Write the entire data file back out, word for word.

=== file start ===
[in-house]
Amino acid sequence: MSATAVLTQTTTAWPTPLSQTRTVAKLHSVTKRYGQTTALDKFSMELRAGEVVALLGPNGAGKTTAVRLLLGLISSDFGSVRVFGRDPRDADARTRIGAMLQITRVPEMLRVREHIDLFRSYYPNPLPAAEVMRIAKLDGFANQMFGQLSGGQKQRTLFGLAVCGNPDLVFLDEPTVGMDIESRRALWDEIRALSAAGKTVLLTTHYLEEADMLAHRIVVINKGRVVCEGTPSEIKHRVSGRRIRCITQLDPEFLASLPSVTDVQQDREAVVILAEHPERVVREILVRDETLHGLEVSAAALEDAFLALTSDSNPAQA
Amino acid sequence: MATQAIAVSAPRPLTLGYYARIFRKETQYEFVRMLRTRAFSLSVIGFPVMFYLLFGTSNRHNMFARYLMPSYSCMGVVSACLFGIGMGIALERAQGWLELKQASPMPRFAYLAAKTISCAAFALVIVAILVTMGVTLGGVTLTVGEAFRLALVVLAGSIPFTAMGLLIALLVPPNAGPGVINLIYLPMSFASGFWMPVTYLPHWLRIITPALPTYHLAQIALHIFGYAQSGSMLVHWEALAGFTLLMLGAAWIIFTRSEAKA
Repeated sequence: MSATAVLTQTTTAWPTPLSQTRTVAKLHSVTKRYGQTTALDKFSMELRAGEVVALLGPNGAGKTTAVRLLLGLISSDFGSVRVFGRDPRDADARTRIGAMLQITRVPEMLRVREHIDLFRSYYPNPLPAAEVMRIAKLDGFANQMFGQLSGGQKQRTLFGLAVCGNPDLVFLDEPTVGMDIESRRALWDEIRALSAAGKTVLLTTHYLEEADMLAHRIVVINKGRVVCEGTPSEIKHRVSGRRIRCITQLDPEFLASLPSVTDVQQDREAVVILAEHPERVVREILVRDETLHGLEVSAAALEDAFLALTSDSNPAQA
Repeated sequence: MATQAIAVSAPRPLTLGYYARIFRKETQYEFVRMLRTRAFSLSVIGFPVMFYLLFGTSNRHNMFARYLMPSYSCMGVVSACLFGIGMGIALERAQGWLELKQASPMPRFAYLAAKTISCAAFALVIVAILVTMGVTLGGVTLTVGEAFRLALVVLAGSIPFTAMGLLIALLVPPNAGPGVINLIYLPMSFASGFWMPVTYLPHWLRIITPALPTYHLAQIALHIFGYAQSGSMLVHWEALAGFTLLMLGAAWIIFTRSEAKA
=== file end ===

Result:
[in-house]
Amino acid sequence: MSATAVLTQTTTAWPTPLSQTRTVAKLHSVTKRYGQTTALDKFSMELRAGEVVALLGPNGAGKTTAVRLLLGLISSDFGSVRVFGRDPRDADARTRIGAMLQITRVPEMLRVREHIDLFRSYYPNPLPAAEVMRIAKLDGFANQMFGQLSGGQKQRTLFGLAVCGNPDLVFLDEPTVGMDIESRRALWDEIRALSAAGKTVLLTTHYLEEADMLAHRIVVINKGRVVCEGTPSEIKHRVSGRRIRCITQLDPEFLASLPSVTDVQQDREAVVILAEHPERVVREILVRDETLHGLEVSAAALEDAFLALTSDSNPAQA
Amino acid sequence: MATQAIAVSAPRPLTLGYYARIFRKETQYEFVRMLRTRAFSLSVIGFPVMFYLLFGTSNRHNMFARYLMPSYSCMGVVSACLFGIGMGIALERAQGWLELKQASPMPRFAYLAAKTISCAAFALVIVAILVTMGVTLGGVTLTVGEAFRLALVVLAGSIPFTAMGLLIALLVPPNAGPGVINLIYLPMSFASGFWMPVTYLPHWLRIITPALPTYHLAQIALHIFGYAQSGSMLVHWEALAGFTLLMLGAAWIIFTRSEAKA
Repeated sequence: MSATAVLTQTTTAWPTPLSQTRTVAKLHSVTKRYGQTTALDKFSMELRAGEVVALLGPNGAGKTTAVRLLLGLISSDFGSVRVFGRDPRDADARTRIGAMLQITRVPEMLRVREHIDLFRSYYPNPLPAAEVMRIAKLDGFANQMFGQLSGGQKQRTLFGLAVCGNPDLVFLDEPTVGMDIESRRALWDEIRALSAAGKTVLLTTHYLEEADMLAHRIVVINKGRVVCEGTPSEIKHRVSGRRIRCITQLDPEFLASLPSVTDVQQDREAVVILAEHPERVVREILVRDETLHGLEVSAAALEDAFLALTSDSNPAQA
Repeated sequence: MATQAIAVSAPRPLTLGYYARIFRKETQYEFVRMLRTRAFSLSVIGFPVMFYLLFGTSNRHNMFARYLMPSYSCMGVVSACLFGIGMGIALERAQGWLELKQASPMPRFAYLAAKTISCAAFALVIVAILVTMGVTLGGVTLTVGEAFRLALVVLAGSIPFTAMGLLIALLVPPNAGPGVINLIYLPMSFASGFWMPVTYLPHWLRIITPALPTYHLAQIALHIFGYAQSGSMLVHWEALAGFTLLMLGAAWIIFTRSEAKA